I went to work as a substitute teacher with a couple of thoughts in mind.
Neither of them were love or death.
First, I need a whole month free to live in Honduras this summer. Most jobs I could apply for right now would turn me down when I mention being out of the country for all of July. No students in summer means no subbing in summer. So I’m good.
Second, I have been reading Big Magic by Elizabeth Gilbert, and she is adamant I can’t rely on my art to pay bills. It puts too much pressure on my art. I’m torn here. For years, my husband’s job has paid our bills, so I haven’t expected my writing to do so, but I have said, “If I could just sell a book,” more times than I can count. Any financial stress has me wishing I could get a book contract. So I am, in a sense, placing pressure on my creativity. My energy is minimal after spending all day teaching, and there are still dishes to wash and floors to vacuum and worship services to help build by Sunday. I’m not sure how working to pay bills will affect my creativity.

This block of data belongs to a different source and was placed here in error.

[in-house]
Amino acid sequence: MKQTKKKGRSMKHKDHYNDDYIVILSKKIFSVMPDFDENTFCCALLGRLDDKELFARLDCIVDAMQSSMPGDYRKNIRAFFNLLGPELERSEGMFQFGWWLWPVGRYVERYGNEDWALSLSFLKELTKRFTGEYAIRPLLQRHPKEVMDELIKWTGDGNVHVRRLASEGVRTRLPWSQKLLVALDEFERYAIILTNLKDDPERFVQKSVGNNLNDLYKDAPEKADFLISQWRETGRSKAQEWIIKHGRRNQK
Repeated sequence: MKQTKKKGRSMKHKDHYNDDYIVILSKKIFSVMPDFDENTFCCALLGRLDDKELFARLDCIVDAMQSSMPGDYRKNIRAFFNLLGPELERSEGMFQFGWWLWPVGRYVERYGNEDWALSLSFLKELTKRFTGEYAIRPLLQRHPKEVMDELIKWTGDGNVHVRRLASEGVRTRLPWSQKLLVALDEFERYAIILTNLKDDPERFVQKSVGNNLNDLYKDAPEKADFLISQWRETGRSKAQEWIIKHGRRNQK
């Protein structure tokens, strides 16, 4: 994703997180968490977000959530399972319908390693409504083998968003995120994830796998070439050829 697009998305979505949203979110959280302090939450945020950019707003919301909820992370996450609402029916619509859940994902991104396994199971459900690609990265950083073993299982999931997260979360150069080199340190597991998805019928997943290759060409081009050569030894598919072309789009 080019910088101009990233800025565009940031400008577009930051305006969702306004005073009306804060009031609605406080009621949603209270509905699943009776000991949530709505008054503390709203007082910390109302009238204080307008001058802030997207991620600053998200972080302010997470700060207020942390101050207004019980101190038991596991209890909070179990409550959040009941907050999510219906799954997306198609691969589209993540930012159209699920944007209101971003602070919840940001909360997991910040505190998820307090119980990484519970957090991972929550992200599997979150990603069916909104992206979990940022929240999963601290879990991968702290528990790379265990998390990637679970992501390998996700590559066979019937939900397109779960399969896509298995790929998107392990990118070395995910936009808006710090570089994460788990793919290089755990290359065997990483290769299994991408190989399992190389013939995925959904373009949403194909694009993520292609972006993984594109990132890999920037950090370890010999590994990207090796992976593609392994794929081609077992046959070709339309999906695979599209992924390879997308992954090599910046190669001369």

Regardless, here I am, a brand new substitute teacher. New in this town at least. I did this job a decade ago in another town. Back then I mostly subbed for high school. I was requested often for Advanced English and Theatre classes. Rather than draining me, that work energized me. I have high hopes of finding a similar niche in this district. Only time will tell.
I arrived for my first day as a substitute teacher in fifth grade math, and neither love nor death were part of my reasoning for being there. But, that morning as I dressed for work, I heard the news that Alan Rickman had passed away. So maybe I was a little sad. Maybe my brain snagged a little on the mournful side of normal.